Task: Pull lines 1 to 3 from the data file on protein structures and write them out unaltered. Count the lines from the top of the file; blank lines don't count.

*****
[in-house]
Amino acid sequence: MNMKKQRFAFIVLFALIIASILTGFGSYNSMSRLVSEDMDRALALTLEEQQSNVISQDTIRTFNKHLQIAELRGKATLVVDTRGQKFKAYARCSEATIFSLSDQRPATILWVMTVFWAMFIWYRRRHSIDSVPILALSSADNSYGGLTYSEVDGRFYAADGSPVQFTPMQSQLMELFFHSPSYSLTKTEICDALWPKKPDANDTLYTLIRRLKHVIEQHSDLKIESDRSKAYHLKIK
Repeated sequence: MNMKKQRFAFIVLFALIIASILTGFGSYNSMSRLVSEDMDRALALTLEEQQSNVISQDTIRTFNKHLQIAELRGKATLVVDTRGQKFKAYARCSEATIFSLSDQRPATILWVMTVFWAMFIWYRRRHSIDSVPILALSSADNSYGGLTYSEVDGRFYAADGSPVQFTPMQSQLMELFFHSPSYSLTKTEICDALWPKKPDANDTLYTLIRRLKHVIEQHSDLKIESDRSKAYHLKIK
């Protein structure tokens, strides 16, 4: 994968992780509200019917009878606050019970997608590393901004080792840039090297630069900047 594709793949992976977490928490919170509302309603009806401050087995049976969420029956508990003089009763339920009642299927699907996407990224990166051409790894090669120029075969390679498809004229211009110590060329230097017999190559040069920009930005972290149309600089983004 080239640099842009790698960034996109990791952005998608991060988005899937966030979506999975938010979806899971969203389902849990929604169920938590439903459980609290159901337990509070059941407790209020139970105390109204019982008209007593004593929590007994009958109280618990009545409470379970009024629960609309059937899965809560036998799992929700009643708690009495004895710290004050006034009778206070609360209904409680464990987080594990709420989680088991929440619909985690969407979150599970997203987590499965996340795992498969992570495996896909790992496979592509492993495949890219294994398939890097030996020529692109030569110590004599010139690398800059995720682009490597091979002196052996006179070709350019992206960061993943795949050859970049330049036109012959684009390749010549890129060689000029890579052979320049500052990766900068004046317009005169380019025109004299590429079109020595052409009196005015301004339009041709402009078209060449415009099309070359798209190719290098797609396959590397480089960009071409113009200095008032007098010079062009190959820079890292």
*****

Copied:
[in-house]
Amino acid sequence: MNMKKQRFAFIVLFALIIASILTGFGSYNSMSRLVSEDMDRALALTLEEQQSNVISQDTIRTFNKHLQIAELRGKATLVVDTRGQKFKAYARCSEATIFSLSDQRPATILWVMTVFWAMFIWYRRRHSIDSVPILALSSADNSYGGLTYSEVDGRFYAADGSPVQFTPMQSQLMELFFHSPSYSLTKTEICDALWPKKPDANDTLYTLIRRLKHVIEQHSDLKIESDRSKAYHLKIK
Repeated sequence: MNMKKQRFAFIVLFALIIASILTGFGSYNSMSRLVSEDMDRALALTLEEQQSNVISQDTIRTFNKHLQIAELRGKATLVVDTRGQKFKAYARCSEATIFSLSDQRPATILWVMTVFWAMFIWYRRRHSIDSVPILALSSADNSYGGLTYSEVDGRFYAADGSPVQFTPMQSQLMELFFHSPSYSLTKTEICDALWPKKPDANDTLYTLIRRLKHVIEQHSDLKIESDRSKAYHLKIK